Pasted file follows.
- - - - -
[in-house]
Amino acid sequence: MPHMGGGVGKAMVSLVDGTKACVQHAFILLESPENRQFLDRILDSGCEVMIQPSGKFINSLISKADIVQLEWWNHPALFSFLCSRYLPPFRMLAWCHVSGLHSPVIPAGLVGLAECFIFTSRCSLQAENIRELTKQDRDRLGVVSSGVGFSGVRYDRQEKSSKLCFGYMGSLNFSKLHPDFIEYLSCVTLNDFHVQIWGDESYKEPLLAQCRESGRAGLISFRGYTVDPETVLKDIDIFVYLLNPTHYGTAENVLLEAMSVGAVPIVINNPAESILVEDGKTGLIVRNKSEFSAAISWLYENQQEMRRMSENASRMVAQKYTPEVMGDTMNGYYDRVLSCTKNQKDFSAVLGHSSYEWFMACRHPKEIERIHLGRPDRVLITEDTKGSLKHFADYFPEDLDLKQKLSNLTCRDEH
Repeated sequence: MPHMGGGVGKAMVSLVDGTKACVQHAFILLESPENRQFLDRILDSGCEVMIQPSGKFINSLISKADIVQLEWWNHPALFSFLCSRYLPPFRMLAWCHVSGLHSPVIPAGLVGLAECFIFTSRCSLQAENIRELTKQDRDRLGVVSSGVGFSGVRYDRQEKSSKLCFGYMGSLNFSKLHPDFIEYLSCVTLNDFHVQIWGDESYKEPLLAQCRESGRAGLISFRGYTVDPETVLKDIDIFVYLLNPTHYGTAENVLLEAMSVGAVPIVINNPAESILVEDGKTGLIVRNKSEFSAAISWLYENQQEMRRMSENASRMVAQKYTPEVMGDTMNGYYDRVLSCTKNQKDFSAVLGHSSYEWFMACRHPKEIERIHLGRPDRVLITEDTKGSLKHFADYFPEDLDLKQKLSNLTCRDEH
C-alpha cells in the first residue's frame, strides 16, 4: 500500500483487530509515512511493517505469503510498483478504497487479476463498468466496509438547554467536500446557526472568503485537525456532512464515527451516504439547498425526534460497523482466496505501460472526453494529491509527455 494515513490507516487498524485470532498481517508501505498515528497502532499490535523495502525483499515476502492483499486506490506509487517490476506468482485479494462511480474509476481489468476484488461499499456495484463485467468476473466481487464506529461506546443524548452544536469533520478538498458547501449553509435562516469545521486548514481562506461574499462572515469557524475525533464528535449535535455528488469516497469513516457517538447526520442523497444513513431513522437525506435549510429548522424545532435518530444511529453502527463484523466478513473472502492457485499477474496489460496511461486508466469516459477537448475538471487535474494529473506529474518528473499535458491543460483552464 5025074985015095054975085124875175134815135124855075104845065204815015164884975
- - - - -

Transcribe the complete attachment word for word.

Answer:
[in-house]
Amino acid sequence: MPHMGGGVGKAMVSLVDGTKACVQHAFILLESPENRQFLDRILDSGCEVMIQPSGKFINSLISKADIVQLEWWNHPALFSFLCSRYLPPFRMLAWCHVSGLHSPVIPAGLVGLAECFIFTSRCSLQAENIRELTKQDRDRLGVVSSGVGFSGVRYDRQEKSSKLCFGYMGSLNFSKLHPDFIEYLSCVTLNDFHVQIWGDESYKEPLLAQCRESGRAGLISFRGYTVDPETVLKDIDIFVYLLNPTHYGTAENVLLEAMSVGAVPIVINNPAESILVEDGKTGLIVRNKSEFSAAISWLYENQQEMRRMSENASRMVAQKYTPEVMGDTMNGYYDRVLSCTKNQKDFSAVLGHSSYEWFMACRHPKEIERIHLGRPDRVLITEDTKGSLKHFADYFPEDLDLKQKLSNLTCRDEH
Repeated sequence: MPHMGGGVGKAMVSLVDGTKACVQHAFILLESPENRQFLDRILDSGCEVMIQPSGKFINSLISKADIVQLEWWNHPALFSFLCSRYLPPFRMLAWCHVSGLHSPVIPAGLVGLAECFIFTSRCSLQAENIRELTKQDRDRLGVVSSGVGFSGVRYDRQEKSSKLCFGYMGSLNFSKLHPDFIEYLSCVTLNDFHVQIWGDESYKEPLLAQCRESGRAGLISFRGYTVDPETVLKDIDIFVYLLNPTHYGTAENVLLEAMSVGAVPIVINNPAESILVEDGKTGLIVRNKSEFSAAISWLYENQQEMRRMSENASRMVAQKYTPEVMGDTMNGYYDRVLSCTKNQKDFSAVLGHSSYEWFMACRHPKEIERIHLGRPDRVLITEDTKGSLKHFADYFPEDLDLKQKLSNLTCRDEH
C-alpha cells in the first residue's frame, strides 16, 4: 500500500483487530509515512511493517505469503510498483478504497487479476463498468466496509438547554467536500446557526472568503485537525456532512464515527451516504439547498425526534460497523482466496505501460472526453494529491509527455 494515513490507516487498524485470532498481517508501505498515528497502532499490535523495502525483499515476502492483499486506490506509487517490476506468482485479494462511480474509476481489468476484488461499499456495484463485467468476473466481487464506529461506546443524548452544536469533520478538498458547501449553509435562516469545521486548514481562506461574499462572515469557524475525533464528535449535535455528488469516497469513516457517538447526520442523497444513513431513522437525506435549510429548522424545532435518530444511529453502527463484523466478513473472502492457485499477474496489460496511461486508466469516459477537448475538471487535474494529473506529474518528473499535458491543460483552464 5025074985015095054975085124875175134815135124855075104845065204815015164884975